For a brief moment on Thursday, Aaron Rodgers and the Jets showed everyone what rejuvenation looks like.
After a rocky few opening series during a scrimmage on the Jets’ first day of training camp, Rodgers fired the ball to the second-year wide receiver Garrett Wilson on a quick out route. Wilson hauled in the pass, briefly stumbled, then scampered up the sideline for a healthy gain, drawing cheers from his energized teammates.
It was the sort of offensive dynamism the Jets have sorely missed for years as the team has struggled to find a long-term answer at quarterback, the game’s most important position. The addition of Brett Favre in 2008 failed to deliver a playoff appearance, and early-round draft picks after him brought mixed results.
But the arrival of Rodgers, a four-time most valuable player, brings heightened expectations this season — and an unfamiliar level of excitement around a team whose name has been synonymous with ineptitude for more than a decade.
“There’s a lot of positivity around here, which I think is a good thing,” Rodgers said after practice.
Following a long negotiation, the Jets agreed to acquire Rodgers in a trade with the Green Bay Packers on April 24, adding a level of spectacle that has trailed the team. The league scheduled the Jets in five prime time matchups this season, up from one appearance in 2022, including a Week 1 contest against the Buffalo Bills on “Monday Night Football.” Camera crews from “Hard Knocks,” the HBO documentary series, will follow the team throughout the season, and the Jets will headline the N.F.L.’s first Black Friday game, on Amazon.
The attention is a far cry from expectations ahead of last season. The Jets got out to a surprising 6-3 start behind a highly ranked defense before shaky quarterback play derailed newfound hopes. Zach Wilson, the No. 2 overall pick in 2021, was benched in favor of the backup quarterback Mike White, and the team went 1-7 to close the season.
By adding Rodgers, the Jets sought to expedite an organizational rebuild. The team has nurtured young talent, including the reigning offensive and defensive rookies of the year, Garrett Wilson and cornerback Sauce Gardner.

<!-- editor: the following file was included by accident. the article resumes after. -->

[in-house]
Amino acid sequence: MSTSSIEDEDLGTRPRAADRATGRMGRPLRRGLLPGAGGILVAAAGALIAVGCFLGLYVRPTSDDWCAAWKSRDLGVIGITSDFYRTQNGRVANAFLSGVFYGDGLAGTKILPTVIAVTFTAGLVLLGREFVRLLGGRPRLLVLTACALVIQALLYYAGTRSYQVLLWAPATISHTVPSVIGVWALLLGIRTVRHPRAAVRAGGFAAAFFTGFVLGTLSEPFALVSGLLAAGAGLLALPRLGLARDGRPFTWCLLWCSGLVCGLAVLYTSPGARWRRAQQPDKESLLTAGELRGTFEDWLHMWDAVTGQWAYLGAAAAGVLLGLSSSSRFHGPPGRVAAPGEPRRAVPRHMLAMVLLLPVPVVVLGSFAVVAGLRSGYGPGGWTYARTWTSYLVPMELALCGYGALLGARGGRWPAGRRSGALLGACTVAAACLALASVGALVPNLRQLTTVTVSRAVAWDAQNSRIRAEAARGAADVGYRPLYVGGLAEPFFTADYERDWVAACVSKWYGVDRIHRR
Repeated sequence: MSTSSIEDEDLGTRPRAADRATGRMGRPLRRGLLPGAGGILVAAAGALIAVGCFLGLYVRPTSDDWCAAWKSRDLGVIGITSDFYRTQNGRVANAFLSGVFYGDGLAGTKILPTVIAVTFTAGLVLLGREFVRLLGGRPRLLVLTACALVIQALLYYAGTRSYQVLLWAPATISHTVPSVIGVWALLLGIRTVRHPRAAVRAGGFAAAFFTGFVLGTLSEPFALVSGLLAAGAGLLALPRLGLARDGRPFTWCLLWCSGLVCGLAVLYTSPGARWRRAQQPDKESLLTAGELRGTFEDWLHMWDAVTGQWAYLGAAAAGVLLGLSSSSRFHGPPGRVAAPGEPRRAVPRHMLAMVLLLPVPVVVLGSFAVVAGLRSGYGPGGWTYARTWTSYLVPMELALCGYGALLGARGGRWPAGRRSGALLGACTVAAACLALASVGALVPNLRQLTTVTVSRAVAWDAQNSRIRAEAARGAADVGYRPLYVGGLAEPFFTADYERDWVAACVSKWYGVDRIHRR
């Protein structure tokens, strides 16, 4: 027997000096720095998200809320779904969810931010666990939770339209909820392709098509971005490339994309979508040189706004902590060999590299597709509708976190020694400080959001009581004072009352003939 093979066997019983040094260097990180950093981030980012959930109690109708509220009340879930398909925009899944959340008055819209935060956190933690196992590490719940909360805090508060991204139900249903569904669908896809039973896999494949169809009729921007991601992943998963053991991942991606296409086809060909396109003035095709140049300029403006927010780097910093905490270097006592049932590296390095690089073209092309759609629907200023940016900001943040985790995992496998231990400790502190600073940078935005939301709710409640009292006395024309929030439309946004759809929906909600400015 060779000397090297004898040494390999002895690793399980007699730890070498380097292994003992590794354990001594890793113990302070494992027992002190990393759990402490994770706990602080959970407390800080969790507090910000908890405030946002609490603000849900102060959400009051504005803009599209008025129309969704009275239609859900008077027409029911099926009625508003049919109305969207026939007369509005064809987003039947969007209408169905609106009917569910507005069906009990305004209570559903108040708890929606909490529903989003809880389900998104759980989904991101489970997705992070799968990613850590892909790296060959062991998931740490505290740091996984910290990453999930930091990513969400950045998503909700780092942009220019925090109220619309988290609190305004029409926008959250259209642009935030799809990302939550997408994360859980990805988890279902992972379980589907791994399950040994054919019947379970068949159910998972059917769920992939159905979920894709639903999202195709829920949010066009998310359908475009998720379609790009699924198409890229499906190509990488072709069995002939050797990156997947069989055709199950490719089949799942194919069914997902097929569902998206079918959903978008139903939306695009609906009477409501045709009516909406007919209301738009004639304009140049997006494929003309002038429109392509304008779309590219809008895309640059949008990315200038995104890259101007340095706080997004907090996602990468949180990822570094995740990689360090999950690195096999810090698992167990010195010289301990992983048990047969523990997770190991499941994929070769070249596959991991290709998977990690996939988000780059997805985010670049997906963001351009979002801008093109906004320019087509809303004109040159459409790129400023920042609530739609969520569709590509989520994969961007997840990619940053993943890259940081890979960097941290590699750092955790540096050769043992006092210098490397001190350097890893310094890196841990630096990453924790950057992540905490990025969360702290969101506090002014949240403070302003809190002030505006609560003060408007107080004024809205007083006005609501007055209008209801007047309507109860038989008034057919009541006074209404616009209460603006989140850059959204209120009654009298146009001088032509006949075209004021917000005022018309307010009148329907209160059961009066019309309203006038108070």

“When you have so many great players on rookie deals, it’s pretty exciting knowing you can do something, you’ve got a good window,” Rodgers said. “It’s not just a one-year thing where you can be competitive, which is fun.”
As players reported to camp on Wednesday, some spoke of reaching the Super Bowl, a lofty goal for a franchise that last made the postseason in 2010.
“Bringing a guy like him into the building just excites everyone in general because the résumé he has, the character he is, the guy that he is, that brings a spark to everybody,” said defensive tackle Quinnen Williams, who said he had already pelted Rodgers with questions about the best defensive players he had ever faced.
But even with Rodgers’s arrival, there is reason for any optimism to be qualified.
Rodgers, who turns 40 in December, is up against football’s age clock: Few quarterbacks — apart from Tom Brady — have excelled at that stage of their careers. And after winning back-to-back M.V.P. awards in 2020 and 2021, Rodgers had the worst season of his career as a full-time starter, posting his second-highest interception total and his lowest quarterback rating since 2008.
Rodgers brings more than just a Hall of Fame résumé to the Jets. He drew criticism in 2021 for denouncing the league’s Covid-19 vaccination policy after testing positive for the coronavirus. Despite claiming before the season that he had been “immunized” against the virus, Rodgers was fined for violating league Covid-19 protocols for unvaccinated players by attending a Halloween party.
The end of Rodgers’s tenure in Green Bay was also marred by his spats with coaches and team management over roster and play-calling decisions, as well as his public criticism of the Packers’ young receivers.
So far, he said, he is happy with his new team.
“There’s a lot of fun things that have come along with this time in my life, and I’m just enjoying every minute of it,” he said on Thursday.
For their part, the Jets appear to have tried to build the team in Rodgers’s image. They have Garrett Wilson, the sort of explosive young wide receiver that Rodgers had complained about missing in Green Bay. They brought in some of Rodgers’s friends and former Packers teammates, like the receivers Randall Cobb and Allen Lazard and offensive lineman Billy Turner, and they hired Nathaniel Hackett, Rodgers’s offensive coordinator from 2019 to 2021, in the same role.
Lazard, who played five seasons with Rodgers in Green Bay and signed with the Jets in March, thinks he can help some of the team’s younger receivers, acknowledging that “the Aaron Rodgers offense” can present a learning curve.
“When he’s on the field, the whole playbook’s open at any given time,” Lazard said of Rodgers. “Even during Day 1 of practice, he might pull a signal, do something we’ve never talked about.”
It certainly will not be what the Jets have been used to.